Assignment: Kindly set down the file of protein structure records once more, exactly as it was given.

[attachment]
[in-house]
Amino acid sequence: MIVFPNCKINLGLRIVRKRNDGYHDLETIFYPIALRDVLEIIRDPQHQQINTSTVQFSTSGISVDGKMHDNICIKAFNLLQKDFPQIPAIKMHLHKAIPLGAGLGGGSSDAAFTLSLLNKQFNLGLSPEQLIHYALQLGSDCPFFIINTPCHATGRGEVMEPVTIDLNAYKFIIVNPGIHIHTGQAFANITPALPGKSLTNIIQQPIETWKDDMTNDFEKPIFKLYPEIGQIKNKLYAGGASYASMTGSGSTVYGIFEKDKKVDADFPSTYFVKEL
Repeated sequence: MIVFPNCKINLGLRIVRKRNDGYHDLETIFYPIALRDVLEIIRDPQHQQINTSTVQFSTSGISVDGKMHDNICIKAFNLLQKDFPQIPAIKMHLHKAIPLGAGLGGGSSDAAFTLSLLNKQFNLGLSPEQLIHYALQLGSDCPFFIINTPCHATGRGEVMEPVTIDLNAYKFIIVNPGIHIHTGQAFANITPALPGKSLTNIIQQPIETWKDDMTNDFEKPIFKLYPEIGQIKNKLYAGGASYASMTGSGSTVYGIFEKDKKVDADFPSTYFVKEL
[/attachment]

[in-house]
Amino acid sequence: MIVFPNCKINLGLRIVRKRNDGYHDLETIFYPIALRDVLEIIRDPQHQQINTSTVQFSTSGISVDGKMHDNICIKAFNLLQKDFPQIPAIKMHLHKAIPLGAGLGGGSSDAAFTLSLLNKQFNLGLSPEQLIHYALQLGSDCPFFIINTPCHATGRGEVMEPVTIDLNAYKFIIVNPGIHIHTGQAFANITPALPGKSLTNIIQQPIETWKDDMTNDFEKPIFKLYPEIGQIKNKLYAGGASYASMTGSGSTVYGIFEKDKKVDADFPSTYFVKEL
Repeated sequence: MIVFPNCKINLGLRIVRKRNDGYHDLETIFYPIALRDVLEIIRDPQHQQINTSTVQFSTSGISVDGKMHDNICIKAFNLLQKDFPQIPAIKMHLHKAIPLGAGLGGGSSDAAFTLSLLNKQFNLGLSPEQLIHYALQLGSDCPFFIINTPCHATGRGEVMEPVTIDLNAYKFIIVNPGIHIHTGQAFANITPALPGKSLTNIIQQPIETWKDDMTNDFEKPIFKLYPEIGQIKNKLYAGGASYASMTGSGSTVYGIFEKDKKVDADFPSTYFVKEL